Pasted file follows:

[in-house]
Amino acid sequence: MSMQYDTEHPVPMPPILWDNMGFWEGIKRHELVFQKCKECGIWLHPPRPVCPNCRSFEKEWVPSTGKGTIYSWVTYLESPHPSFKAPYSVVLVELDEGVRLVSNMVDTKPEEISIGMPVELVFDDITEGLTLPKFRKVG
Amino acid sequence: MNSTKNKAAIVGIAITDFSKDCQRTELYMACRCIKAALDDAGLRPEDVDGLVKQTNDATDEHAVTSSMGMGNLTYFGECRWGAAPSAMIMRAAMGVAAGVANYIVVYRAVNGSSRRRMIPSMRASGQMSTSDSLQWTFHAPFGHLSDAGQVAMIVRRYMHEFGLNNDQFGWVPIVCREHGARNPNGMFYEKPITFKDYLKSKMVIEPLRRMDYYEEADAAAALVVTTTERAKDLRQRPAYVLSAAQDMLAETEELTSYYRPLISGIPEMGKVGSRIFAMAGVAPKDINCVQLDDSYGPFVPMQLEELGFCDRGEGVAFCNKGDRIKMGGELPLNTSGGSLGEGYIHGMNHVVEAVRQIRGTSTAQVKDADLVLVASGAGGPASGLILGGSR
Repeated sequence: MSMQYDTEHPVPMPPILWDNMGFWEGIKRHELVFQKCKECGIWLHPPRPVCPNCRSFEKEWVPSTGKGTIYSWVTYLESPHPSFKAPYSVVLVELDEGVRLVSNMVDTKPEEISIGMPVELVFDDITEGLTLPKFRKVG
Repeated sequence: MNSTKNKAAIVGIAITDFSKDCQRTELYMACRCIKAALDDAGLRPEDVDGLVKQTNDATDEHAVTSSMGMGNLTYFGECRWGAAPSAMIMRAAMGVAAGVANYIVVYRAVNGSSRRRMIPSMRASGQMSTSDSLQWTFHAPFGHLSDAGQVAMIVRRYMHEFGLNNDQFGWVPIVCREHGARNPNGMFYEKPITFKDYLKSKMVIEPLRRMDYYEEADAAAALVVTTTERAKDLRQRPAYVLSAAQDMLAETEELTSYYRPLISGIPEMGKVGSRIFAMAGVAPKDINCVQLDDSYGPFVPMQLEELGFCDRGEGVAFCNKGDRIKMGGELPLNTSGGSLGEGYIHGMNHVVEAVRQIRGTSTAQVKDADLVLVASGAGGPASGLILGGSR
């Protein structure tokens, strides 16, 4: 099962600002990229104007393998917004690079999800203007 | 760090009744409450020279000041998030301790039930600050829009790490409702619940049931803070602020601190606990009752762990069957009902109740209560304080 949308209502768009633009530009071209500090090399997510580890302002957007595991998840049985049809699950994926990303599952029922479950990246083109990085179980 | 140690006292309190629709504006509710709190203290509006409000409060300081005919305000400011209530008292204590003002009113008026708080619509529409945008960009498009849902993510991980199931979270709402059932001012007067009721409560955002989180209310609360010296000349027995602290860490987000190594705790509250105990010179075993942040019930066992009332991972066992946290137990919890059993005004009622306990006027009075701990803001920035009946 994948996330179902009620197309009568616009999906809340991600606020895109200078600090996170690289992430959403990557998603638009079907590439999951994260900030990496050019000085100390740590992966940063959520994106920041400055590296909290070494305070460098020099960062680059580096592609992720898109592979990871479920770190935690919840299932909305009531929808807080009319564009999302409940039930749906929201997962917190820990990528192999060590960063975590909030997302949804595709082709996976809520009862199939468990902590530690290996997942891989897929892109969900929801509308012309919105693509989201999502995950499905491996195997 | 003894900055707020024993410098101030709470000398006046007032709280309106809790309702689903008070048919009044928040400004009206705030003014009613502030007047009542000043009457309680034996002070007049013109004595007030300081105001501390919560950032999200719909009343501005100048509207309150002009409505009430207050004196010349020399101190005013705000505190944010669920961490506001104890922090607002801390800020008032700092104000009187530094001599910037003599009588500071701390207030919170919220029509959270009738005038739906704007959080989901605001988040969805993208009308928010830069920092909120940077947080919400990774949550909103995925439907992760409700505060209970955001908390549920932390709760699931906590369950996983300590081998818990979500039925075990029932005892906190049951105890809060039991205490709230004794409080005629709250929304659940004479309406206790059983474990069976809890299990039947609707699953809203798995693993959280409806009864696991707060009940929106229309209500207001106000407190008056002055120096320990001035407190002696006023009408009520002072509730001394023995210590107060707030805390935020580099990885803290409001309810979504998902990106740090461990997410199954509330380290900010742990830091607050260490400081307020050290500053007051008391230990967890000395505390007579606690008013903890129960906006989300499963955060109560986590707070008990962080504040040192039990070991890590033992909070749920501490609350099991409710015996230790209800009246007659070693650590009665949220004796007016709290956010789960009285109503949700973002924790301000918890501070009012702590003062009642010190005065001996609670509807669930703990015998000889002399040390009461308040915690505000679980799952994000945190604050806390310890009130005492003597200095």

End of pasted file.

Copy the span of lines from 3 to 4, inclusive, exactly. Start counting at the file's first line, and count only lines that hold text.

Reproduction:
Amino acid sequence: MNSTKNKAAIVGIAITDFSKDCQRTELYMACRCIKAALDDAGLRPEDVDGLVKQTNDATDEHAVTSSMGMGNLTYFGECRWGAAPSAMIMRAAMGVAAGVANYIVVYRAVNGSSRRRMIPSMRASGQMSTSDSLQWTFHAPFGHLSDAGQVAMIVRRYMHEFGLNNDQFGWVPIVCREHGARNPNGMFYEKPITFKDYLKSKMVIEPLRRMDYYEEADAAAALVVTTTERAKDLRQRPAYVLSAAQDMLAETEELTSYYRPLISGIPEMGKVGSRIFAMAGVAPKDINCVQLDDSYGPFVPMQLEELGFCDRGEGVAFCNKGDRIKMGGELPLNTSGGSLGEGYIHGMNHVVEAVRQIRGTSTAQVKDADLVLVASGAGGPASGLILGGSR
Repeated sequence: MSMQYDTEHPVPMPPILWDNMGFWEGIKRHELVFQKCKECGIWLHPPRPVCPNCRSFEKEWVPSTGKGTIYSWVTYLESPHPSFKAPYSVVLVELDEGVRLVSNMVDTKPEEISIGMPVELVFDDITEGLTLPKFRKVG